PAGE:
Kenya’s Plastic Bag Ban
By admin October 6, 2017

After ten years of failed legislative attempts, at the end of August Kenya was able to pass a law that banned the sale and use of plastic bags. In what is perhaps the toughest ban, the law prohibits the manufacture, distribution, sale or use of plastic bags with fines imposed as high as $40,000 USD and prison time. Prior to the ban Kenya used an estimated 24 million plastic bags a month. Though the east African nation is joining a growing number of countries to impose partial or total bans on plastic bags, the fines imposed by the Kenyan government are comparatively high.

Forty countries have banned or attempted to limit plastic bag use through taxation including China, France and Rwanda. Kenya is the most recent addition to the list of countries to attempt to limit plastic use and consequentially curtail increasing oceanic and environmental degradation caused by plastics. Kenya’s Environmental Minister named plastic bags as the biggest challenge to solid waste management. Plastic bags are an infamous problem in Nairobi, the nation’s capital. They take between 50 and 1,000 years to degrade. Improperly disposed plastic bags cause water ways to clog as well as build up on streets and walkways.

Plastic bags also accumulate in the ocean harming oceanic life. Plastic bags deposited in streets also become poisonous fodder for livestock where livestock graze in the streets. According to the United Nations Food Programme as many as 20 bags are removed from cow’s stomachs at a time, raising concerns regarding livestock positioning.  Kenya’s complete ban will first target plastic bag manufactures for fines.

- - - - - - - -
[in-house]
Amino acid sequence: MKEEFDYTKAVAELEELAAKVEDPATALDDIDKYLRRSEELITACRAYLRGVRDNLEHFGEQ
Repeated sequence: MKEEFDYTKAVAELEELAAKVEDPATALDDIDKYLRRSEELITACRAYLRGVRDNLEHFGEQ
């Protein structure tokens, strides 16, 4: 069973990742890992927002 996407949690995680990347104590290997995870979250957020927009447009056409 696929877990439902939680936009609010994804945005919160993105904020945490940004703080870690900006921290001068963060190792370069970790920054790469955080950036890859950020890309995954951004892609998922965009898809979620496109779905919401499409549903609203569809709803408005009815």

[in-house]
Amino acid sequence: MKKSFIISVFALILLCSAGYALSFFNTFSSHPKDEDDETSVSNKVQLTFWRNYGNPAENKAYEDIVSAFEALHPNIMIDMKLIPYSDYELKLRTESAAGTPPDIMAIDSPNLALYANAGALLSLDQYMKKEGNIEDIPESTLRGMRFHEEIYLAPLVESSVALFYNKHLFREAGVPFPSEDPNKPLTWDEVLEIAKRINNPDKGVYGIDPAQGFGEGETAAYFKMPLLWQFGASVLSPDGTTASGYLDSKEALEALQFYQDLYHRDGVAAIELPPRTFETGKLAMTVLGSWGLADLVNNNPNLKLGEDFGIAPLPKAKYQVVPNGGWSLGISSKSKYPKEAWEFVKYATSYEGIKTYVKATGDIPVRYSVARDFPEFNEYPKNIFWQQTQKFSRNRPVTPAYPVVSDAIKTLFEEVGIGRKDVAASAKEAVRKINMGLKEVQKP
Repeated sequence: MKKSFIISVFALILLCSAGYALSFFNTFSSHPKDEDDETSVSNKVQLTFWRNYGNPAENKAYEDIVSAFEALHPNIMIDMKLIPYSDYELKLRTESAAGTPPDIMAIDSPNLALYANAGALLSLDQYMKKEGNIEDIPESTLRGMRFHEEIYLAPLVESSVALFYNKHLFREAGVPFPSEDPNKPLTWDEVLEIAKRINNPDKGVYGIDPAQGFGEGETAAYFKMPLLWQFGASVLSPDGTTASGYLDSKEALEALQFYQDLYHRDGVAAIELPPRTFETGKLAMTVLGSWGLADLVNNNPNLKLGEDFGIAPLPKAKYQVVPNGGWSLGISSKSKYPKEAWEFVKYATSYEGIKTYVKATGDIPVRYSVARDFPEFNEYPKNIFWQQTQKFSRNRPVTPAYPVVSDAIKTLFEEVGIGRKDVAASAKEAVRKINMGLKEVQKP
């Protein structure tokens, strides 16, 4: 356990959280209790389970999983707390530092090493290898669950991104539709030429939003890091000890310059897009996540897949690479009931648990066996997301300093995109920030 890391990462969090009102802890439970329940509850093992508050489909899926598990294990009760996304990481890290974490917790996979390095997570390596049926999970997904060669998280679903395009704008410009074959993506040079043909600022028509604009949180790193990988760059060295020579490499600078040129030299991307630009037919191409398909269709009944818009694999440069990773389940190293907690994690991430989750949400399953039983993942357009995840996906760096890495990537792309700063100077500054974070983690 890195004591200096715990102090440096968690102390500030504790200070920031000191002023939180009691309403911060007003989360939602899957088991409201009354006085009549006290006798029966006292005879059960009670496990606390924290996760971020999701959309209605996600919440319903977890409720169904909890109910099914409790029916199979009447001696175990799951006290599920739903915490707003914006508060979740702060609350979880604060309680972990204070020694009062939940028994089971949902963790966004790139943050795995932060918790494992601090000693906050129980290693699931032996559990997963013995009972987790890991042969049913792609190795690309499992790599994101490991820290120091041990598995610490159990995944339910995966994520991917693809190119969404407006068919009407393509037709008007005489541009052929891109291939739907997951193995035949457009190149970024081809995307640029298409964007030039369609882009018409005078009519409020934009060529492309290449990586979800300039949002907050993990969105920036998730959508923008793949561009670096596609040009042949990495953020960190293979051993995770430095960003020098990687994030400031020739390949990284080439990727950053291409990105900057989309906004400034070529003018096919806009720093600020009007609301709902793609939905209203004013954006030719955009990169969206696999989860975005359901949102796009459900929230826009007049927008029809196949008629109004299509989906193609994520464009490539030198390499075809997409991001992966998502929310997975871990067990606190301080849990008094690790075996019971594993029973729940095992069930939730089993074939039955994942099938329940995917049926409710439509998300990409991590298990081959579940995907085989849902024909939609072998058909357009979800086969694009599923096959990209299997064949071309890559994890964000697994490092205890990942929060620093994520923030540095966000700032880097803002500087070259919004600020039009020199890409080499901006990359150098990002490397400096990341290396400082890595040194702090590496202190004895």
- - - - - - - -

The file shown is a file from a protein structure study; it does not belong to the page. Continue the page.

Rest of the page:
Kenya’s ban is not without opposition particularly from manufacturers who as sellers will bear the brunt of early fines. Prior to the implementation of the ban, a Kenyan parliamentary committee demanded the suspension of the bill mirroring concerns from other organizations, including the Kenyan Manufacturers Organization which said that the bill would cause the loss of millions of jobs. Despite opposition the bill was passed. The Kenyan government shot down attempts from international plastic bag importers who cited commercial loss as a reason to end the ban.

By enforcing a law that makes plastic- bag alternatives a more lucrative alternative the Kenyan government has perhaps inadvertently created room for the expansion of a number of new markets which focus on re-using plastic waste or creating alternatives to now banned plastic bags. Nakumatt, the largest grocery store in Kenya has embraced the ban and even prior to the implementation of the ban began to use netting as a more sustainable, eco-friendly alternative to bags. They have also publically embraced the brand’s responsibility to be more eco-friendly. A-One Plastics is another company that may experience an increased valuation following the ban. A-One further breaks down plastic waste as well as makes and sells bio-degradable plastic bags, which are not covered by the ban. Alternative Energy Systems (AES) collects used plastic bags and turns them into a source of fuel. AES CEO says he does not expect the ban to hurt business as there is an excess of available plastic to be recycled.

Given the six- month adjustment period granted by the government, transgressors seen carrying plastic bags will yet be arrested or fined. Hopefully the ban will lessen environmental harm as well as open new avenues for clean energy and sustainable business.


Further Reading:

There is so much out there’: Kenya’s plastic bag battle – in pictures

Kenya plastic bag ban comes into force after years of delays

Kenya brings in world’s toughest plastic bag ban: four years jail or $40,000 fine

In Kenya, Selling or Importing Plastic Bags Will Cost You $19,000 — or Jail



Thanks for sharing !

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